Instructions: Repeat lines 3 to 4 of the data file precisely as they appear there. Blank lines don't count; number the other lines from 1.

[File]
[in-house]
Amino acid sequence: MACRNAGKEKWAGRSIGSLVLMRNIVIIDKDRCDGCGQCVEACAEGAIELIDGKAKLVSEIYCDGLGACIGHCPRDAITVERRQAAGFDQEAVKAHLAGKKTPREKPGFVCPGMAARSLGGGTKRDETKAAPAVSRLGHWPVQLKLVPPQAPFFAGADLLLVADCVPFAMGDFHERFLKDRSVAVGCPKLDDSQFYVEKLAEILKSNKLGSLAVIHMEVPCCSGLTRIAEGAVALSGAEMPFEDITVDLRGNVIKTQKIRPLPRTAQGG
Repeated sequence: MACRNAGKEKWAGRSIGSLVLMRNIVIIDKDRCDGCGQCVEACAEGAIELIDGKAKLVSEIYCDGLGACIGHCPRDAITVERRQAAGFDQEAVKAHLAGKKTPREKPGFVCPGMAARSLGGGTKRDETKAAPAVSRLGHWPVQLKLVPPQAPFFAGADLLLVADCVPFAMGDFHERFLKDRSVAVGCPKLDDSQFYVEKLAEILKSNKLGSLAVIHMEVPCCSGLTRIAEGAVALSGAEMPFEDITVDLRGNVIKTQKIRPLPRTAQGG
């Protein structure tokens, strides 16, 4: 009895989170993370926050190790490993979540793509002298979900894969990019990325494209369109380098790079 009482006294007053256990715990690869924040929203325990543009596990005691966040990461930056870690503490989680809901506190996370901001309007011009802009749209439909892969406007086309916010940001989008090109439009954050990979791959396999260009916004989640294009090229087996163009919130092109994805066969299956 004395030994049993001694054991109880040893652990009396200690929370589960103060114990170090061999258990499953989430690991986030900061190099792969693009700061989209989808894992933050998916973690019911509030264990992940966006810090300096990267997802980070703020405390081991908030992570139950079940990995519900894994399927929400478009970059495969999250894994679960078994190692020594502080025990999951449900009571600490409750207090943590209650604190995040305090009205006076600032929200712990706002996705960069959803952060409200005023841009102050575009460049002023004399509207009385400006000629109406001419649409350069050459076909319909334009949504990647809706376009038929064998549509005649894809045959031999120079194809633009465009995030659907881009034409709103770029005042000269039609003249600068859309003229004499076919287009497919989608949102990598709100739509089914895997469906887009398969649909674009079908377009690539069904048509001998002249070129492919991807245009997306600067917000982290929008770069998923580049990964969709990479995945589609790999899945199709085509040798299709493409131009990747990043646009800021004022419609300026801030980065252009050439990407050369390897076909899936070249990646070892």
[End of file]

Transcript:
Repeated sequence: MACRNAGKEKWAGRSIGSLVLMRNIVIIDKDRCDGCGQCVEACAEGAIELIDGKAKLVSEIYCDGLGACIGHCPRDAITVERRQAAGFDQEAVKAHLAGKKTPREKPGFVCPGMAARSLGGGTKRDETKAAPAVSRLGHWPVQLKLVPPQAPFFAGADLLLVADCVPFAMGDFHERFLKDRSVAVGCPKLDDSQFYVEKLAEILKSNKLGSLAVIHMEVPCCSGLTRIAEGAVALSGAEMPFEDITVDLRGNVIKTQKIRPLPRTAQGG
């Protein structure tokens, strides 16, 4: 009895989170993370926050190790490993979540793509002298979900894969990019990325494209369109380098790079 009482006294007053256990715990690869924040929203325990543009596990005691966040990461930056870690503490989680809901506190996370901001309007011009802009749209439909892969406007086309916010940001989008090109439009954050990979791959396999260009916004989640294009090229087996163009919130092109994805066969299956 004395030994049993001694054991109880040893652990009396200690929370589960103060114990170090061999258990499953989430690991986030900061190099792969693009700061989209989808894992933050998916973690019911509030264990992940966006810090300096990267997802980070703020405390081991908030992570139950079940990995519900894994399927929400478009970059495969999250894994679960078994190692020594502080025990999951449900009571600490409750207090943590209650604190995040305090009205006076600032929200712990706002996705960069959803952060409200005023841009102050575009460049002023004399509207009385400006000629109406001419649409350069050459076909319909334009949504990647809706376009038929064998549509005649894809045959031999120079194809633009465009995030659907881009034409709103770029005042000269039609003249600068859309003229004499076919287009497919989608949102990598709100739509089914895997469906887009398969649909674009079908377009690539069904048509001998002249070129492919991807245009997306600067917000982290929008770069998923580049990964969709990479995945589609790999899945199709085509040798299709493409131009990747990043646009800021004022419609300026801030980065252009050439990407050369390897076909899936070249990646070892």